Summer is winding down here on the east coast of the United States, and as temperatures creep downwards and we head for that first frost, here in Philadelphia, Pennsylvania beekeepers are preparing hives for overwintering.
Here are a few recommendations. I'm sure you are already on it, but in just in case here's a few things to consider:
- Feed your hives a heavy sugar syrup (2 parts sugar to 1 part water); it's a good idea to use gallon water jugs and prepare syrup using the water containers. Make large batches of sugar syrup and put this mixture back into the water container. These are easy to carry and pour your syrup into whatever kind of feeder you are using is also a simpler task.
- Consider adding supplements like Honey B Healthy to your sugar syrup. The natural ingredients, extra protein and essential oils will help boost bees immune systems while also encouraging survival behavior as the hive shrinks. This time of year, the drones are kicked out and they will not be fed by the worker bees. Sugar syrup feeding alone may get your bees through, but from an organic beekeeping perspective it's helpful to provide more real nutrition, including some form of pollen / protein. When buying pollen from a commercial outlet, do the best you can to determine the pollen source. If at all possible, avoid pollen sources which may be contaminated with pesticides. Think about adding a pollen trap to your hives next spring. Then you will know your pollen source for fall / spring feeding.
- Have materials on hand to make your own fondant. When the night-time temperatures are consistently at 45 degrees and falling, feed fondant to the bees on days when you can safely open the hive 40 degrees F or higher. Check to see how long it takes your girls to eat the fondant.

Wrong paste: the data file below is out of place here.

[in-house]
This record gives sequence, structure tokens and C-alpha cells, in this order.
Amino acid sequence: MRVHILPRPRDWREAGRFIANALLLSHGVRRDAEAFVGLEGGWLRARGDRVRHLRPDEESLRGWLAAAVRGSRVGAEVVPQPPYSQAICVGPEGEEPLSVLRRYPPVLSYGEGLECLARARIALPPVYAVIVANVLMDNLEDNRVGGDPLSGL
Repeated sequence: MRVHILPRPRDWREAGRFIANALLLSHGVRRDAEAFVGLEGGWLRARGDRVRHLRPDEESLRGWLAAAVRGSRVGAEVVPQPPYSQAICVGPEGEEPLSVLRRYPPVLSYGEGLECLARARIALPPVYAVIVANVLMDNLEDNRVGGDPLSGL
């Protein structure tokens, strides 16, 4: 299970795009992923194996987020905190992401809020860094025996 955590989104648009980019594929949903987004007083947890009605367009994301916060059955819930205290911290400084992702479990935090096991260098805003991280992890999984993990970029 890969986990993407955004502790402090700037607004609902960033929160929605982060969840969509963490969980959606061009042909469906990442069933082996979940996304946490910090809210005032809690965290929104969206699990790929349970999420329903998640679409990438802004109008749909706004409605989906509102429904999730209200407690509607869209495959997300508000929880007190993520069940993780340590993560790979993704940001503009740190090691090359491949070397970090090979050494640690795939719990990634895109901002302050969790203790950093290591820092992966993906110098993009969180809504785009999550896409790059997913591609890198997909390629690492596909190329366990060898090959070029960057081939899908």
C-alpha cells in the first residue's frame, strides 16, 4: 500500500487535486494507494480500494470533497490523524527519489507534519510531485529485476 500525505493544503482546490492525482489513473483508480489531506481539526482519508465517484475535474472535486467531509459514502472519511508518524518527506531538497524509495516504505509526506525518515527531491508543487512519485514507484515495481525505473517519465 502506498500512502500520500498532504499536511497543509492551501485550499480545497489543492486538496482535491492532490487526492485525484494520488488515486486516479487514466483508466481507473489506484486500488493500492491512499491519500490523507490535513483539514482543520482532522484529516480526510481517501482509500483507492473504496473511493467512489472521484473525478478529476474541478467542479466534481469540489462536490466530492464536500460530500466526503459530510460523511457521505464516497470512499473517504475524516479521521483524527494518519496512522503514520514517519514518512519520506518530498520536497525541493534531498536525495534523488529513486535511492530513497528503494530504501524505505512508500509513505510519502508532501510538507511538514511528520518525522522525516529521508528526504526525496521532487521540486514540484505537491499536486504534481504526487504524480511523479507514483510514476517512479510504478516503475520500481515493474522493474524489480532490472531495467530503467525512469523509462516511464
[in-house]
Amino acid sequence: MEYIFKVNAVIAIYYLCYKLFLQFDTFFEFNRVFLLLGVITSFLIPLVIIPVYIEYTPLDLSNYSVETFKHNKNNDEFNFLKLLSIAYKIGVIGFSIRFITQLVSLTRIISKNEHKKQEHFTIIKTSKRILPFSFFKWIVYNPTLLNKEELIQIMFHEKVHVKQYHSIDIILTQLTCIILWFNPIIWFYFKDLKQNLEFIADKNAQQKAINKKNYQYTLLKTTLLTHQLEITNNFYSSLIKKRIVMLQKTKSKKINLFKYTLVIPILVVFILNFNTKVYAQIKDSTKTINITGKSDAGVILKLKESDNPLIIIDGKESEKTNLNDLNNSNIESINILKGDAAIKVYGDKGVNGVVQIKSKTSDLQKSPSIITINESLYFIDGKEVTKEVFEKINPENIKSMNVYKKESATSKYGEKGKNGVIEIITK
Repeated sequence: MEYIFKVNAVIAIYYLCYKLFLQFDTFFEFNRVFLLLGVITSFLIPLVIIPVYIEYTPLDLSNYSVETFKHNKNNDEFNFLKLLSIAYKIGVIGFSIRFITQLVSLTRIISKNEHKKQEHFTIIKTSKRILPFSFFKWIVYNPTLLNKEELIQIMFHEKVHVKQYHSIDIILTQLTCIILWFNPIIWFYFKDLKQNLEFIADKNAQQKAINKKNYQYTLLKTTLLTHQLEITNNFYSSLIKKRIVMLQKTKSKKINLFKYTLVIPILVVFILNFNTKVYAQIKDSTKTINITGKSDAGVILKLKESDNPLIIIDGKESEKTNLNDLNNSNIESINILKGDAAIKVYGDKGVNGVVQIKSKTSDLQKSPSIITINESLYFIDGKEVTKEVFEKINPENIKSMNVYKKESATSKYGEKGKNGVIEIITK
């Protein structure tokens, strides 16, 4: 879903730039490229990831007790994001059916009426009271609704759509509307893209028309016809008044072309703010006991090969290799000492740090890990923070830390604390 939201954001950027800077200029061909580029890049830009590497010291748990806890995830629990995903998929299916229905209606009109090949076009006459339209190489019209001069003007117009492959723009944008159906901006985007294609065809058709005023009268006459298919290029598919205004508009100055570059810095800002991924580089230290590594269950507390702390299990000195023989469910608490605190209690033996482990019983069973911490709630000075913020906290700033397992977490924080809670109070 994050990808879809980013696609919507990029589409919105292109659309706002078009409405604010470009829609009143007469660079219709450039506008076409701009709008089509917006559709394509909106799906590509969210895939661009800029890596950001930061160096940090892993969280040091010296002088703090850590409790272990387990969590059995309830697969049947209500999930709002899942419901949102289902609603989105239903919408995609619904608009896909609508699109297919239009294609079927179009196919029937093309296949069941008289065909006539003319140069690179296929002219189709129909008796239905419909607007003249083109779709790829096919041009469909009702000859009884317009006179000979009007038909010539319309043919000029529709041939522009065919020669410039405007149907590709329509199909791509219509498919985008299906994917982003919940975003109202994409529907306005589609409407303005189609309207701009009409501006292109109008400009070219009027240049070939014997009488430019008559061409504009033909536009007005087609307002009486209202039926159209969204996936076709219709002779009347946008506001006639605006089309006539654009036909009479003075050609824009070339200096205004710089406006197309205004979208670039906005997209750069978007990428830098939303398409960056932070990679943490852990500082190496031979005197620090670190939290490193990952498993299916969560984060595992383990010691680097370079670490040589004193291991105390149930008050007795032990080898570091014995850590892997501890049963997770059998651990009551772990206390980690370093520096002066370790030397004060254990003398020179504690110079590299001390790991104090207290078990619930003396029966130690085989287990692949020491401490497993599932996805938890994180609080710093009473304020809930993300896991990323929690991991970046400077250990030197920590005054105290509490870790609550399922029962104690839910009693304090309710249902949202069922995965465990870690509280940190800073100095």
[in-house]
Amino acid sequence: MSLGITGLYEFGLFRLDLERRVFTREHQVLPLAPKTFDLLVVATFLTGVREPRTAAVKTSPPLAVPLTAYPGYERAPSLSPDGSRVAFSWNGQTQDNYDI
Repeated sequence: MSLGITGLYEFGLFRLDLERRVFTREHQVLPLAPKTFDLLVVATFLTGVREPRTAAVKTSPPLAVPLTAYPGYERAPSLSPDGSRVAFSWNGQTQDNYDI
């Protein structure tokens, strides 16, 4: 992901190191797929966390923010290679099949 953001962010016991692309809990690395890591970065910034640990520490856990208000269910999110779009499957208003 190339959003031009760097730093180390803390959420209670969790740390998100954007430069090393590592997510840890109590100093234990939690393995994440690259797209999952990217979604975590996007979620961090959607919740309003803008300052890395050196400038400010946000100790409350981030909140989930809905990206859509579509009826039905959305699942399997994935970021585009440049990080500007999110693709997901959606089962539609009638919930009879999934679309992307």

- Get your hive insulation materials ready! With top bar hives, you can purchase insulation and tuck it into the roof of your top bar hive, or simply lay it on top of the top bars and put your cover back on. Purchase sheet of styrofoam, pack them into large trash bags, seal the bag edges with a heat source (an iron works if you put a thin towel on top of the plastic first). Tape these insulating panels in place using a tie down strap, making sure not to completely obstruct the hive opening.
- You can also use fiberglass insulation under the roof portion of your hive. Cut the insulation into sections so you can easily move them around on days when you can work the hive to feed your bees.
- On a mild winter days, your girls may take cleansing flights to eliminate waste. They need a way out of their hive, so do not block the hive entrance with insulation or any tarp you may use.
- With top bar hives, once you have insulated the roof from the inside, tuck an insulation panel (described above) underneath the body of the hive and tie all down with tie down straps. A dog run screw inserted into the ground beneath the top bar hive will hold the hive in place in the event of strong winter winds.
- Have a supply on hand for making fondant. On mild winter days when temperatures climb above 40 degrees, you can safely open the hive – quickly – and leave fondant in the hives. Again, consider adding essential oils such as lemon oil to the fondant. Think of the herbs bees love for forage on during the summer – thyme, peppermint, sage – small amounts any of these essential oils are safe to add to your sugar water or fondant and they will help keep your bees' immune systems in better shape.
- Look for supplements that will help stave off Nosema and bees developing intestinal issues that lead to diarrhea in the spring. Bees can not process the water in sugar syrup below a certain temperature, so stop feeding with sugar syrup when temperatures drop below 30 degrees.
- Make sure your bees can reach their honey stores! Your queen will continue to lay eggs during the cold months and all the bees are going to need a food source. How can you set up your hive frames so honey and pollen stores are interspersed within the hive?
- Check in with your local extension service and / or beekeeping club for more information on how to overwinter hives on roof tops and in other urban settings.
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